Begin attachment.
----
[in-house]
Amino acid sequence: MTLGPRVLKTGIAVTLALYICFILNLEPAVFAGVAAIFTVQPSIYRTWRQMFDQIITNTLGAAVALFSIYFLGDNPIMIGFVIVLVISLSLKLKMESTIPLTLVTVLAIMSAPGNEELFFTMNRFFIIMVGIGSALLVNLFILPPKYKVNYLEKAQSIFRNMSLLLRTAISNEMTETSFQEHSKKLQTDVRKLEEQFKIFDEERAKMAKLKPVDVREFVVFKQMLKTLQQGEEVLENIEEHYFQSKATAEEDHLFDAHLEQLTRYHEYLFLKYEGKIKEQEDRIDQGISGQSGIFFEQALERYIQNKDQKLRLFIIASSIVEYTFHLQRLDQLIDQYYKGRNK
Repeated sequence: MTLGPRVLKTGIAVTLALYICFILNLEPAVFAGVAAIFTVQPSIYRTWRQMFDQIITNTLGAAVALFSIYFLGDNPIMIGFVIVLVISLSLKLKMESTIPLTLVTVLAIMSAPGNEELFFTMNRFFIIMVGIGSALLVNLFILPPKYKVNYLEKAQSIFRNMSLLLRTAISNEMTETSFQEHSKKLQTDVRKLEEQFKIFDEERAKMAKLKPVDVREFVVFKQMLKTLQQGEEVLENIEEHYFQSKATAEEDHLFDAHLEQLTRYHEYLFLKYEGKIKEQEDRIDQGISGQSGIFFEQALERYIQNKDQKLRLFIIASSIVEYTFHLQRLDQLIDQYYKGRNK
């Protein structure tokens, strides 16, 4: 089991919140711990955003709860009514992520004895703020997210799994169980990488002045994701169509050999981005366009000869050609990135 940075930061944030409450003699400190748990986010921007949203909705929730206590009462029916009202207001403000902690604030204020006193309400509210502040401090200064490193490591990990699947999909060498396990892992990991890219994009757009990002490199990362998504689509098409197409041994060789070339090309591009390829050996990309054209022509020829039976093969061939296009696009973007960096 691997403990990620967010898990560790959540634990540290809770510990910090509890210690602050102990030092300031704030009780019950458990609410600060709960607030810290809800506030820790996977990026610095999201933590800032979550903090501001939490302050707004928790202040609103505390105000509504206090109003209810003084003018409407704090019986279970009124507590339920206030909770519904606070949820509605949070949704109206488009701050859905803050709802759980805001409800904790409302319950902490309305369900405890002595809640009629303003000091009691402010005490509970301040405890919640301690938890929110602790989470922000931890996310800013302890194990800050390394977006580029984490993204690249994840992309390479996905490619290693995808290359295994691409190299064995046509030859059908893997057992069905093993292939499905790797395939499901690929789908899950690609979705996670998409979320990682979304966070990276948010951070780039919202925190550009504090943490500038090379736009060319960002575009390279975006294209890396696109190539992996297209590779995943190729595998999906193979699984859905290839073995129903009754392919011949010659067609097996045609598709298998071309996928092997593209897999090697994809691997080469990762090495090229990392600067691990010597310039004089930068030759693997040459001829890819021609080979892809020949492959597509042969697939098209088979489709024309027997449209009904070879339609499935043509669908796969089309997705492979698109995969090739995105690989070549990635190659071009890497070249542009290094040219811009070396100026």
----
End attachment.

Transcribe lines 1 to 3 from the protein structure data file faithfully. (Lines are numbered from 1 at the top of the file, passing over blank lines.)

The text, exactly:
[in-house]
Amino acid sequence: MTLGPRVLKTGIAVTLALYICFILNLEPAVFAGVAAIFTVQPSIYRTWRQMFDQIITNTLGAAVALFSIYFLGDNPIMIGFVIVLVISLSLKLKMESTIPLTLVTVLAIMSAPGNEELFFTMNRFFIIMVGIGSALLVNLFILPPKYKVNYLEKAQSIFRNMSLLLRTAISNEMTETSFQEHSKKLQTDVRKLEEQFKIFDEERAKMAKLKPVDVREFVVFKQMLKTLQQGEEVLENIEEHYFQSKATAEEDHLFDAHLEQLTRYHEYLFLKYEGKIKEQEDRIDQGISGQSGIFFEQALERYIQNKDQKLRLFIIASSIVEYTFHLQRLDQLIDQYYKGRNK
Repeated sequence: MTLGPRVLKTGIAVTLALYICFILNLEPAVFAGVAAIFTVQPSIYRTWRQMFDQIITNTLGAAVALFSIYFLGDNPIMIGFVIVLVISLSLKLKMESTIPLTLVTVLAIMSAPGNEELFFTMNRFFIIMVGIGSALLVNLFILPPKYKVNYLEKAQSIFRNMSLLLRTAISNEMTETSFQEHSKKLQTDVRKLEEQFKIFDEERAKMAKLKPVDVREFVVFKQMLKTLQQGEEVLENIEEHYFQSKATAEEDHLFDAHLEQLTRYHEYLFLKYEGKIKEQEDRIDQGISGQSGIFFEQALERYIQNKDQKLRLFIIASSIVEYTFHLQRLDQLIDQYYKGRNK